You are on page 1of 374

INTERAGENCY COMMITTEE FOR AVIATION POLICY

FEDERAL AGENCY AIRCRAFT


GENERAL MAINTENANCE MANUAL GUIDE

PREFACE
1

The General Maintenance Manual (GMM) Guide provides information for developing an agency GMM.
An agency GMM should include procedures that adequately cover all Federal Aviation Regulations (FAR)
that pertain to your agency and its unique aviation operations. The GMM Guide was developed to
reduce that time required to develop appropriate operational procedures in a standardized format.
The GMM Guide is intended for use as a sample in the development of an agency GMM. Each agency
GMM should be developed within the FAR's that pertain to its specific aviation operation. In that regard,
an agency operating a Gulfstream GII or Boeing B-727 would have a different GMM requirement than an
agency operating a Cessna CE-182. Material included in portions of this guide may not directly relate to
or be required by a referenced FAR; however, that material may be considered a necessary part of any
GMM.
A GMM must contain an agency's policies and procedures. A policy is a statement of intent. For
example, if an agency requires a check to ensure the fuel in the tanker is the correct grade prior to fueling
operations, this is a policy. The procedure outlines how the crewmember will obtain and test the fuel
sample. A procedure should explain:
1.

WHO
Who the procedure is speaking to.
Who will accomplish the procedure.
Who is responsible to see the procedure is accomplished.
Who is the accountable individual (a position, a facility, agency etc.).

2.

WHAT
What the procedure is about.
What the procedure is trying to accomplish.
What the person performing the procedure should do.

3.

WHEN
When the procedure will be accomplished:
a.
The intervals (hours, cycles or calendar).
b.
The specific date or time.

4.

WHERE
Where the procedure will be accomplished.
a.
The specific facility and location.
b.
The specific type of facility.

5.

WHY
Why the procedure is required.
Why the procedure is to be accomplished.
HOW
How the procedure will be accomplished.
a.
In accordance with:
1.
Manufacturers recommended procedures.
2.
Procedures approved by the FAA.
3.
Agency approved procedures.

6.

Each agency's GMM should be developed to address all operations as they relate to maintenance
operation standards. This guide provides a sample GMM as well as a standardized format to follow when
developing the agency's maintenance operations standards. A close working relationship with the FAA
Flight Standards District Office is necessary from the initial regulatory review, program development, and
FAA/FSDO acceptance.

<Date>

<Your Agency> GMM

CHANGE: 00

< Your Agency>


GENERAL MAINTENANCE MANUAL
1.

ABBREVIATIONS
The following abbreviations are to assist personnel when completing maintenance forms.
A/W
A/P
A to D
A/C
A.T.
A&P
AAS
AC
ACC
ACCEL
ACCUM
ACFT
ACM
ACT
AD
ADC
ADF
ADI
ADP
AFIS
AFL
AFM
AFT
AGC
AI
AIC
AIL
AIRCOND
ALTER
ALTD
ALTM
ALTN
AMPMTR
AMB
AMP
ANG

Airworthy
Autopilot
Analog to Digital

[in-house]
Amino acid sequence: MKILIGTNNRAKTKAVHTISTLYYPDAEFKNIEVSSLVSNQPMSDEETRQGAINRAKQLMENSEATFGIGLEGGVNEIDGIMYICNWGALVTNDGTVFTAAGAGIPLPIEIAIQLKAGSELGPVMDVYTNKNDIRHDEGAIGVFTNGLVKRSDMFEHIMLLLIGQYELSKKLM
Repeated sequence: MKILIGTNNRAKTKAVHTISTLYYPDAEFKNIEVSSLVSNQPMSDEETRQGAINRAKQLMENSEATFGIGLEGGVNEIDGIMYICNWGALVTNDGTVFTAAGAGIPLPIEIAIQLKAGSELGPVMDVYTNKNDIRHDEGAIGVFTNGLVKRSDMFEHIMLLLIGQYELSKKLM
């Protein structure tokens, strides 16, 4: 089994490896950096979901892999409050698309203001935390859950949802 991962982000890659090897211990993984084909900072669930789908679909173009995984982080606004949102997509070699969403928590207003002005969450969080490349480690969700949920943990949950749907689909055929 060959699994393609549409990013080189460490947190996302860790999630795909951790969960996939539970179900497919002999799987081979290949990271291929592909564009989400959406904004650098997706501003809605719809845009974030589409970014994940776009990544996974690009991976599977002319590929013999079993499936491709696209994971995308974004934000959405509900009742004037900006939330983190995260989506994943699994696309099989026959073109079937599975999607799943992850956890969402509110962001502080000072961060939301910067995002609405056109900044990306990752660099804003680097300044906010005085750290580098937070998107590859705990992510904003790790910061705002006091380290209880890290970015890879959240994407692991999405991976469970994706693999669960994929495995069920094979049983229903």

Aircraft
Auto Throttle
Airframe and Powerplant
Aircraft Alteration Station
Alternating Current
Accessory
Accelerometer
Accumulator
Aircraft
Air Cycle Machine
Actuator
Airworthiness Directive
Air Data Computer
Auto Direction Finder
Attitude Deviation Indicator
Automatic Data Process
Automatic Flight Inspection System
Aircraft Flight Log
Airplane Flight Manual
Airworthiness Flight Test
Automatic Gain Control
Anti-Ice
Airborne Interphone Comm
Aileron
Air Conditioning
Alternate
Altitude
Altimeter
Alternator
Ammeter
Ambient
Amplifier
Angle

A -1

<Date>

<Your Agency> GMM

CHANGE: 00

< Your Agency>


GENERAL MAINTENANCE MANUAL
ANLG
ANSKD
ANT
AOA
AOG
A/P
APP
APU
A/S
ARR
ART
ASST
ASSY
ASYM
ATC
ATM
ATT
AUG
AUTO
AUX
AV
AWI
AWR
BAL
BATT
BC
BCN
BEW
BFS
BLD
BLDAR
BLK
BLMTH
BLR
BOW
BRC
BRG
BRK

Analog
Anti-Skid
Antenna
Angle of Attack
Aircraft on Ground
Autopilot
Approach
Auxiliary Power Unit
Air Speed
Aeronautical Reliability Reports
Artificial
Assist
Assembly
Asymmetry
Air Traffic Control
Air Turbine Motor
Attitude
Augmentation
Automatic
Auxiliary
Avionics
Alcohol Water Injection
Airworthiness Release
Balance or Ballast
Battery
Bench Check
Beacon
Basis Empty Weight
Bad from Stock
Bleed
Bleed Air
Block
Bellmouth
Blower
Basic Operating Weight
Brace
Bearing
Brake

A -2

<Date>

<Your Agency> GMM

CHANGE: 00

< Your Agency>


GENERAL MAINTENANCE MANUAL
BRKT
BRLESS
BSH
BST
BSTR
BT
BYPAS
C/W
C/P
CAL
CALIB
CAMP
CAPT
CAR
CARB
CART
CAT
CB
CBL
CBN
CC
CCW
CDI
CDU
CF
CFR
CG
CHAP
CHT
CK
CKPT
CL
CLR
CM
CMPSTR
CNTR
CO
COM
COMB

Bracket
Brushless
Brush
Boost
Booster
Bench Test
Bypass
Clockwise
Cabin Pressure
Calibrate or Calibration
Calibrator
Continuous Airworthiness Maintenance Program
Captain
Cargo
Carburetor
Cartridge
Carburetor Air Temp
Circuit Breaker
Cable
Cabin
Card Control
Counterclockwise
Course Deviation Indicator
Control Display Unit
Continuous Flow
Code of Federal Regulations
Center of Gravity
Chapter
Cylinder Head Temperature
Check
Cockpit
Cooling
Cooler
Condition Monitoring
Compensator
Container
Contracting Officer
Command
Combustion

A -3

<Date>

<Your Agency> GMM

CHANGE: 00

< Your Agency>


GENERAL MAINTENANCE MANUAL
COMM
COMMUT
COMP
COMPR
COMPT
COMPTR
CONS
COND
CONDSR
CONN
CTL
CONT
CONTACT
CONVTR
COORD
CORR
COTR
CPLR
CPT
CRG
CRMN
CRT
CSD
CSHSI
CSN
CSO
CTR
CUR
CVR
CW`
CYC
CYCS
CYL
DAS
DBL
DBST
DC
DCT
DEC

Communication
Commutator
Compass
Compressor
Compartment
Comparator
Console
Conducting
Condenser
Connect
Control
Continuous
Contactor
Converter
Coordinator
Corrector
Contracting Officer's Technical Representative
Coupler
Copilot
Carriage